People wearing luxury, down-filled Canada Goose coats this frigid winter are being robbed of their pricey outerwear by thieves in Chicago.
The robbers really want the status coats — they’re using guns to get them, according to CBS Chicago.
The “power parkas” sell for $495 to $1,695, Fortune reports.
“At least six times in just eight days, offenders have confronted victims and forced them to turn over their jackets. In each case, the victims were robbed at gunpoint,” police said, the CBS affiliate reported.
Surveillance video caught one of the robberies last week. Two men, apparently traveling in a white Mercedes, ganged up on a man wearing a Canada Goose coat and after a brief struggle pulled it right off him, then punched him in the face, NBC Chicago reported.
“Twenty minutes later another man was robbed of his Canada Goose coat nearby,” the TV station reported.
Canada Goose coats are marketed as lightweight coats with heavyweight warmth. “We are a function-first company,” Canada Goose writes on its website.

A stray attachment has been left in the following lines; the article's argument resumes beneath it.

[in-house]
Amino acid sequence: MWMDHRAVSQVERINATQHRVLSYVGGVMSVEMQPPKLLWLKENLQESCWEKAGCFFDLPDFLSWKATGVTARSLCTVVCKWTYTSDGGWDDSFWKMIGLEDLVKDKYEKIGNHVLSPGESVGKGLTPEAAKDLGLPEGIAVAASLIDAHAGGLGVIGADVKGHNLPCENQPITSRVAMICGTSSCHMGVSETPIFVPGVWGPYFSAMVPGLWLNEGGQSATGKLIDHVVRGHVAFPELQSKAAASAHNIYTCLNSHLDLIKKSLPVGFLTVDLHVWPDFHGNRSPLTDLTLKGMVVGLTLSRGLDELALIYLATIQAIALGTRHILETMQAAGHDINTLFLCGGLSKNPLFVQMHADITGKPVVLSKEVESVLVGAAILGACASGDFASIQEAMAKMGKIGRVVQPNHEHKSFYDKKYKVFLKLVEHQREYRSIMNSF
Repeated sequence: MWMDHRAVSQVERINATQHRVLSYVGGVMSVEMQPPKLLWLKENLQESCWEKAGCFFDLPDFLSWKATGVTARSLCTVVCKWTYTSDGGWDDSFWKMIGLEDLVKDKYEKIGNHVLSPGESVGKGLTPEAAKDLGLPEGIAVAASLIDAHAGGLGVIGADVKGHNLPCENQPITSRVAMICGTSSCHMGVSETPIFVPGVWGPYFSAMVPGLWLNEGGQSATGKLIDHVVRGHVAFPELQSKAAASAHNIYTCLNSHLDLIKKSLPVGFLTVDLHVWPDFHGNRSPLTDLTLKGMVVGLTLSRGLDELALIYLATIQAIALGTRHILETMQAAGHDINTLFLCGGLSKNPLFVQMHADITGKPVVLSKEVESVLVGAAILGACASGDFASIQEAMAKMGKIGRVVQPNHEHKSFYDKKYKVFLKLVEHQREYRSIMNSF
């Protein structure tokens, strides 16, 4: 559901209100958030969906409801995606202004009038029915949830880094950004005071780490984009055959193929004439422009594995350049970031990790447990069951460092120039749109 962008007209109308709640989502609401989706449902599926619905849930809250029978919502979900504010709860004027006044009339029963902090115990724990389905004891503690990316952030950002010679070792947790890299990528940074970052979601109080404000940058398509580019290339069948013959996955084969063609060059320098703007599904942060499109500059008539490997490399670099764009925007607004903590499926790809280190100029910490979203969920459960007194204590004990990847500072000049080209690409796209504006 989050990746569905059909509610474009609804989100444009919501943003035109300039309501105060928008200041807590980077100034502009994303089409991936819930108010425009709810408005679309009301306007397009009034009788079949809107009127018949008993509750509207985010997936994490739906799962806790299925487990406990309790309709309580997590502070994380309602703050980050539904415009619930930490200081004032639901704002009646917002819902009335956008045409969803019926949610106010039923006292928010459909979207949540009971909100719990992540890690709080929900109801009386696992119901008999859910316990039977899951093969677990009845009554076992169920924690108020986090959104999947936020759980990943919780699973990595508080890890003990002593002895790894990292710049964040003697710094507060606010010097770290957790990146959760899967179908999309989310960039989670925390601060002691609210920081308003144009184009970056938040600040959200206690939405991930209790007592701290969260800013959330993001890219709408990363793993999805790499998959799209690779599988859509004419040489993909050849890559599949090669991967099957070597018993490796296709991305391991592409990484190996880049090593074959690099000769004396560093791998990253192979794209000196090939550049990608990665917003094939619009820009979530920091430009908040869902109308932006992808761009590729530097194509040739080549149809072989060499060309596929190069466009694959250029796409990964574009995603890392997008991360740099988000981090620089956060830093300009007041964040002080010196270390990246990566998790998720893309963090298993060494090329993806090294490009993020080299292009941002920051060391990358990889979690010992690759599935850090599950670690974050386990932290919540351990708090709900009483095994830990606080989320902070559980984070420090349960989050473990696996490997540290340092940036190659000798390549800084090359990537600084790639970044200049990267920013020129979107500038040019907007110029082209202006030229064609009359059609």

The brand has been a favorite among celebrities — and a PETA boycott target for its use of fur. In 2015 Vanity Fair ran a photo gallery showing Daniel Radcliffe, Emma Stone, Claire Danes and Daniel Craig all swaddled in Canada Goose.
The company’s website notes that the coats made their “on-screen debut” in 2004 in the movies “The Day After Tomorrow” and “National Treasure.”
“The Toronto-based brand says the jackets keep people warm in minus-13 degree Fahrenheit weather — and even added a 5-degree dressing room/freezer into its Montreal store to prove it,” writes Fortune. “The coveted brand has appealed to consumers, thieves, and investors alike.”
Howard O’Toole, who owns one of the coats, told CBS Chicago that he removed the coat’s iconic patch because he didn’t want to give the company free advertising. Now he figures that makes him less of a target, too.
But Terry Kraus, who told CBS he saved his money to buy one of the coats, said he’s keeping the patch. “Hell no, I paid too much for it to remove that,” he said.
In one case the purloined parkas did not provide the perp’s perceived payoff.
According to WGN in Chicago, one of the coats they stole was a knockoff.